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The health emergency caused by COVID-19 led to a deep recession that had a major impact on growing poverty levels in Ecuador. The crisis widened the macroeconomic imbalances that the country had struggled to overcome since the middle of the last decade. It also highlighted a number of structural weaknesses such as the lack of macroeconomic buffers, limited access to capital markets, a high rate of employment informality, an ill-prepared health system and marked disparities in access to public services.

Since mid-2021, the new government has initiated reforms aimed at returning Ecuador to a path of growth and shared prosperity. Following a successful vaccination campaign and an end to the recession, the current challenge is to focus on vulnerable sectors such as youth, women, indigenous peoples and nationalities, Afro-Ecuadorians and Montubios, and at the same time build up the political and social councils to tackle the immediate collateral effects of the crisis and lay the foundations to promote inclusive and sustainable development in the medium to long term.

These challenges assume even greater urgency against a background of the many risks to the Ecuadorian economy and population arising from external factors such as war, a downturn in the world’s major economies, increased international interest rates, and food price inflation. These risks not only impact the country’s economic performance, but also affect consensus-building efforts to bring about social and political stability.

In this context, the government plan is to create opportunities for the Ecuadorian people by focusing on actions in five key areas: economic, social, comprehensive security, ecological and institutional transition. In the economic sphere, the plan seeks to improve employment opportunities and labor conditions by establishing a better investment and productivity environment, and continuing to improve the sustainability and transparency of public finances. Meanwhile, a wide range of other issues needs to be addressed such as improving access to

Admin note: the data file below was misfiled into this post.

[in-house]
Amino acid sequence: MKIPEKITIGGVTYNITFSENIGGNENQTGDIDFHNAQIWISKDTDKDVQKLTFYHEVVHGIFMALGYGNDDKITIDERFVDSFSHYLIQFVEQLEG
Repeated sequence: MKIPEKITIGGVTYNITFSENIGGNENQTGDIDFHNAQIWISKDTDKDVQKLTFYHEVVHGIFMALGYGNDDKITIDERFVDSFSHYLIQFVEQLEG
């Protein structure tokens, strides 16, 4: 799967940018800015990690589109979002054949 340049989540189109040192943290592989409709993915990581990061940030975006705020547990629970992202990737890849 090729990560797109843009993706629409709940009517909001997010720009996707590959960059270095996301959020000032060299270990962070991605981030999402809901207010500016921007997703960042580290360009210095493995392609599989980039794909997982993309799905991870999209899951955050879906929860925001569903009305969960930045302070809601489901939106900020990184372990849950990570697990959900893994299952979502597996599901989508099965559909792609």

health care and education, seriously tackling chronic child malnutrition, upgrading public safety and strengthening the justice system. In environmental terms, there are plans to initiate an ecological transition through better natural resources management, taking steps to mitigate and adapt to climate change, and promoting the integrated management of water resources.

Ecuador continues its efforts to consolidate its macroeconomic stability and avoid an unsustainable increase in the debt. Fiscal discipline will therefore play a critical role in preventing the recent oil price increase from generating a new round of procyclical spending growth leading to a drag on spending efficiency, perpetuating macroeconomic imbalances and preventing the creation of fiscal buffers. Furthermore, since it is highly vulnerable to climate change, Ecuador is striving to mitigate the effects of the global climate challenge and, with private sector assistance, to dissociate the growth of its economy from greenhouse gas emissions.

Ecuador also needs to promote inclusive growth that can be sustained over the medium to long term. This could be achieved by means of systematically improving the investment environment to provide opportunities for resuming a growth path that would be less dependent on oil that, in the medium term, could be displaced by renewable energies. In short, it is essential to adopt measures to boost private investment, attract foreign investment to new sectors, and enable productive factors, especially the workforce, to have the flexibility to gravitate towards the most productive emerging sectors.

Finally, Ecuador is also seeking to improve the efficiency of its public policies to protect its most vulnerable population and provide it with access to better opportunities. In this regard, it is vital to confront long-standing challenges, aggravated by the health crisis, such as the high rates of child malnutrition, the need to improve the quality of public services, improve and step up spending on health care, education and social protection and pay more attention to the needs of the rural population. To achieve this, three things are essential: evidence-based decision

making; more efficient management of public resources; and better coordination between the different levels of government and sectors.

Last Updated: Oct 03, 2022


Ecuador: Commitments by Fiscal Year (in millions of dollars)*

*Amounts include IBRD and IDA commitments
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ECUADOR +5932 294-3600
6 de Diciembre Av. and Boussingault T6 Building, 13th Floor.
USA +1 202 473-1000
1818 H Street NW, Washington, DC 20433